"We understand that you may be disappointed by the discontinuation of your free service," PayMyBills President Flint Lane wrote in an e-mail to the affected customers. "We hope that you recognize the economic realities of providing this service."
The customers had signed up for the special promotion about a year ago, before PayMyBills was acquired in August by Princeton, N.J.-based Paytrust.
It no longer "makes sense to carry these customers," said Paytrust Chief Executive Ed McLaughlin. The free service ends May 1.
"You never want to raise prices, but the majority of people say they understand," McLaughlin said. "The promotion was subject to change at any time, and in the current economic environment it makes sense for us to make these changes."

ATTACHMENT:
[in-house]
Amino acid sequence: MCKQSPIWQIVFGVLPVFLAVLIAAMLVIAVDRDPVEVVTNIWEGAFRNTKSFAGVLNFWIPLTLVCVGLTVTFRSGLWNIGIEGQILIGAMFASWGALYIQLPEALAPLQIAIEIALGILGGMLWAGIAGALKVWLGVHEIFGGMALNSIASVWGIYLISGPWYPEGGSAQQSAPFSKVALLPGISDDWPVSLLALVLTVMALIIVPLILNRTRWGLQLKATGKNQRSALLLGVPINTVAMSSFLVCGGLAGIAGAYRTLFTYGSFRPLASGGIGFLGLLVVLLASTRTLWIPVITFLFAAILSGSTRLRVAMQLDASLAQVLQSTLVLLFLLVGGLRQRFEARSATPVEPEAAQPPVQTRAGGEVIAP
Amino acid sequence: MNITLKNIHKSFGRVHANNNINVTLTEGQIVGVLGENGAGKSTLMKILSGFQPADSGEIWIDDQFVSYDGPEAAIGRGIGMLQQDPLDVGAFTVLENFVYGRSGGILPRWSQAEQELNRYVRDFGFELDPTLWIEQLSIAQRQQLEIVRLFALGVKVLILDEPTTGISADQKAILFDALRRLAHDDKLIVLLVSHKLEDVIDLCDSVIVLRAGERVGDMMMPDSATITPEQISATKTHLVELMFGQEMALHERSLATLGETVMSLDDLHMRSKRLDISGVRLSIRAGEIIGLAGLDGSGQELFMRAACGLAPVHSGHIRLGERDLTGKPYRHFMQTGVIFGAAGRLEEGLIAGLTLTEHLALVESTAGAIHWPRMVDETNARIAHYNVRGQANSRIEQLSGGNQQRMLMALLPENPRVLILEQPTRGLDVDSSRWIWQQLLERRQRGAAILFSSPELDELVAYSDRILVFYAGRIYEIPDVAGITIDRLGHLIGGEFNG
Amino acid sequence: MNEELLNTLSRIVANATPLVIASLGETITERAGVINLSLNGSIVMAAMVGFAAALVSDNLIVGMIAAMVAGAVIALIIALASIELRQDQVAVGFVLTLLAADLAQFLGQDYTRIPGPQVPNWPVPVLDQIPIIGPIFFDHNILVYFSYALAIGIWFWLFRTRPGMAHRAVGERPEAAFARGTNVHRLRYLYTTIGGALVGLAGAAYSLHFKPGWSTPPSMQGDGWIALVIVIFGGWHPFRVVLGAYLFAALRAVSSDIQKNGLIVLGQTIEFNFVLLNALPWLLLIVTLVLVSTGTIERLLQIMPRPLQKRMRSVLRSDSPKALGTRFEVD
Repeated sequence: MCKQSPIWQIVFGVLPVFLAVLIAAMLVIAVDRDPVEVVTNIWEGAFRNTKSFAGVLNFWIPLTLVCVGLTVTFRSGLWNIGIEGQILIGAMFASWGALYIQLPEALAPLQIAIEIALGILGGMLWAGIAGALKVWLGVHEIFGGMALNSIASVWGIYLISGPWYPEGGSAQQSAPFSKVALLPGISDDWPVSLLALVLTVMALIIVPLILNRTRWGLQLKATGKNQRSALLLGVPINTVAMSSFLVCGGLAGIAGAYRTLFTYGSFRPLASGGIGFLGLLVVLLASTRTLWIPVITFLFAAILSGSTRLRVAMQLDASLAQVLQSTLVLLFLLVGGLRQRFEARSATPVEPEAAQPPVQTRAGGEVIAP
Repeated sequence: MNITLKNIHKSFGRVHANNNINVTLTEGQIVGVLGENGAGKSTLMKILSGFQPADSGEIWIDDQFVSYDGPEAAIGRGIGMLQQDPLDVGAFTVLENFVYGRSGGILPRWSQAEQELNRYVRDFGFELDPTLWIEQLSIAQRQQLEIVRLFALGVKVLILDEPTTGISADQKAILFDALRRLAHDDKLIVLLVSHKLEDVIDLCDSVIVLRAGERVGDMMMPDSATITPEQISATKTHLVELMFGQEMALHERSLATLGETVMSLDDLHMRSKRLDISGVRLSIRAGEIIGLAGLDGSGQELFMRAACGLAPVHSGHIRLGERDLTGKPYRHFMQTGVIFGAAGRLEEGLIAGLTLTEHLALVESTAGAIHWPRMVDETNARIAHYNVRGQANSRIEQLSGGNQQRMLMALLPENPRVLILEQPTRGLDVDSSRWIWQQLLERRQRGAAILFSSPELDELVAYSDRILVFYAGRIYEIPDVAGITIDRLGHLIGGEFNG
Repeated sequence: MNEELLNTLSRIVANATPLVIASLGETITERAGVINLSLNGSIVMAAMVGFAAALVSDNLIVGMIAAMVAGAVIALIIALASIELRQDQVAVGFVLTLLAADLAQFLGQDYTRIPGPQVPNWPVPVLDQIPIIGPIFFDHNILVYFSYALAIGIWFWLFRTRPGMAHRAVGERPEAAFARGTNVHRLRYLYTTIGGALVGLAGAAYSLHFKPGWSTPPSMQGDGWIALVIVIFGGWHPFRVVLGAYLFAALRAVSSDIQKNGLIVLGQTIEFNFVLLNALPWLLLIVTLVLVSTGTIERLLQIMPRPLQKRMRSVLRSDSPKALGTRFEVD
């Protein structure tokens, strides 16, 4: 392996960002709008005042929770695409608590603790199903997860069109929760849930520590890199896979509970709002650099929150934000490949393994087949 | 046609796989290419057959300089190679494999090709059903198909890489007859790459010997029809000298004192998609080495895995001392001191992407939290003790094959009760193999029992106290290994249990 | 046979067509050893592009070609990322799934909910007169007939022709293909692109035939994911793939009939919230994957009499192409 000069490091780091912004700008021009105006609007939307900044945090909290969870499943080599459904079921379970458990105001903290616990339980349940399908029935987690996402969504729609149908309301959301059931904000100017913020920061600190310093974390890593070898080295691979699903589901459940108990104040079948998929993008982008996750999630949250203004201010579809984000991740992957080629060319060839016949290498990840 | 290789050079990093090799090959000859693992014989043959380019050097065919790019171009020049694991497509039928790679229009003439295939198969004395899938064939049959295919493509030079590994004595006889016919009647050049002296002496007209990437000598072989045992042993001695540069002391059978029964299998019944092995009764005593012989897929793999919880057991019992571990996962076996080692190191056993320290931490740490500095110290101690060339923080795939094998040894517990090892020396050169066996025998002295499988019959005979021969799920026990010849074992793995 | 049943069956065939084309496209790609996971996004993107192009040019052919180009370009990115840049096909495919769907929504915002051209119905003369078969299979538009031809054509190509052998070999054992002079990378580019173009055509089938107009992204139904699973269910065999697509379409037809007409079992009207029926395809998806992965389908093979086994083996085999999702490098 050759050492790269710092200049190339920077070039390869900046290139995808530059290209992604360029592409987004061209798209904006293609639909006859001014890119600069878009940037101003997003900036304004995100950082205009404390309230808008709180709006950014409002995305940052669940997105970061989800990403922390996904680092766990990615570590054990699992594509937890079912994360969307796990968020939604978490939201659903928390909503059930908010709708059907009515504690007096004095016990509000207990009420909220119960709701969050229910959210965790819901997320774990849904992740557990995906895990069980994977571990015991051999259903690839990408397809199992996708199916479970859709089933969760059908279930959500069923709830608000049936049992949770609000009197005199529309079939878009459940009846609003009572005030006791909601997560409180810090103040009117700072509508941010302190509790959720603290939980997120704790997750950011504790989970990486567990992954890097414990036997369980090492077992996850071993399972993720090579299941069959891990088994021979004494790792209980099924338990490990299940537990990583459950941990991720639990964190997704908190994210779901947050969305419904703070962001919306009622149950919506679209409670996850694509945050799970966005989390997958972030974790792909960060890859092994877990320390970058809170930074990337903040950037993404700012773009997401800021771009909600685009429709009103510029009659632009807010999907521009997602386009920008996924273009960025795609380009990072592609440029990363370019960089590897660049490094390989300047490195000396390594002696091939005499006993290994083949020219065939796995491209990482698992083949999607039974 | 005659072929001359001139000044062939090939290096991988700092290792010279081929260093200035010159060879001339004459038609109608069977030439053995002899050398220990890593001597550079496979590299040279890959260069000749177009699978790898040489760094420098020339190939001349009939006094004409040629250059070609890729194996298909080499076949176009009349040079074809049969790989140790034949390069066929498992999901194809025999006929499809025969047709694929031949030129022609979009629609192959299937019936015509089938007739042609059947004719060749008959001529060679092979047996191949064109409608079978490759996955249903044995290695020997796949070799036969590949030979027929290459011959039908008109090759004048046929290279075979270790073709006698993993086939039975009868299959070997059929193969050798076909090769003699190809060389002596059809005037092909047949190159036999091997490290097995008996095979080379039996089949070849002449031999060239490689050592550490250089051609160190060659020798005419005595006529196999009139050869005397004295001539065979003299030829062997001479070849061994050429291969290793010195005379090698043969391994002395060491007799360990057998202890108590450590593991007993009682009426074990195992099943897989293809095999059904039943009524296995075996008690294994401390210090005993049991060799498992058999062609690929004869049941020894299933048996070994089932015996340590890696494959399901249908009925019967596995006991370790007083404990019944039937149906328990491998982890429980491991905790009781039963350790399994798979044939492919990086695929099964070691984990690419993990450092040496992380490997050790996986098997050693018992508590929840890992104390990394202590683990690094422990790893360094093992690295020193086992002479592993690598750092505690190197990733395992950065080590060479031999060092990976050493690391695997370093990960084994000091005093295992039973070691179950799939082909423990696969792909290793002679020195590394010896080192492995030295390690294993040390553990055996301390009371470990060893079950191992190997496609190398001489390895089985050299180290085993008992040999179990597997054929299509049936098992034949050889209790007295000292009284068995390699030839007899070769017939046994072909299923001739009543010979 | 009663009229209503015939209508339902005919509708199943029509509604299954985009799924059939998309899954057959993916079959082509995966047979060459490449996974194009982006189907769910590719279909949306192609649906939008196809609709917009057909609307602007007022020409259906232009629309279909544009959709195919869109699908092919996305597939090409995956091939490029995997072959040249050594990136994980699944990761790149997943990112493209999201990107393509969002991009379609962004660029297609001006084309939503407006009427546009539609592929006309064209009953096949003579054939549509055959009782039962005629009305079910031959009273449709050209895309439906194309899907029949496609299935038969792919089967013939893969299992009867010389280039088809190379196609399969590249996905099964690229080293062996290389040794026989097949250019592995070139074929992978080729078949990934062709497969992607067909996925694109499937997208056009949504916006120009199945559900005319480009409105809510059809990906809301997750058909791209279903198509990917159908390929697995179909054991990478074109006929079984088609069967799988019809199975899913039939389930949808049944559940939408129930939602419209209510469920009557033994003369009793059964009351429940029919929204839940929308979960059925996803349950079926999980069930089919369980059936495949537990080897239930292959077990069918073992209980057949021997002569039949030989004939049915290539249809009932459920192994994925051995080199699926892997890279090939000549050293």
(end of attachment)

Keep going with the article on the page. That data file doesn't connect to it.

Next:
The affected customers have been offered PayMyBills services at a reduced price of $10.95 instead of the usual monthly $12.95 service fee.
Web freebies are for the most part long gone. Two years ago, it was common for Net companies flush with cash to draw customers by dangling free or nearly free products. The cost was enormous.
Since last March, when investors began moving their money out of the technology sector, online merchants have put the brakes on giveaways.
Paytrust, whose backers include American Express, Citibank and E*Trade, has closed the PayMyBills headquarters in Pasadena, Calif., and laid off dozens of its employees, McLaughlin said.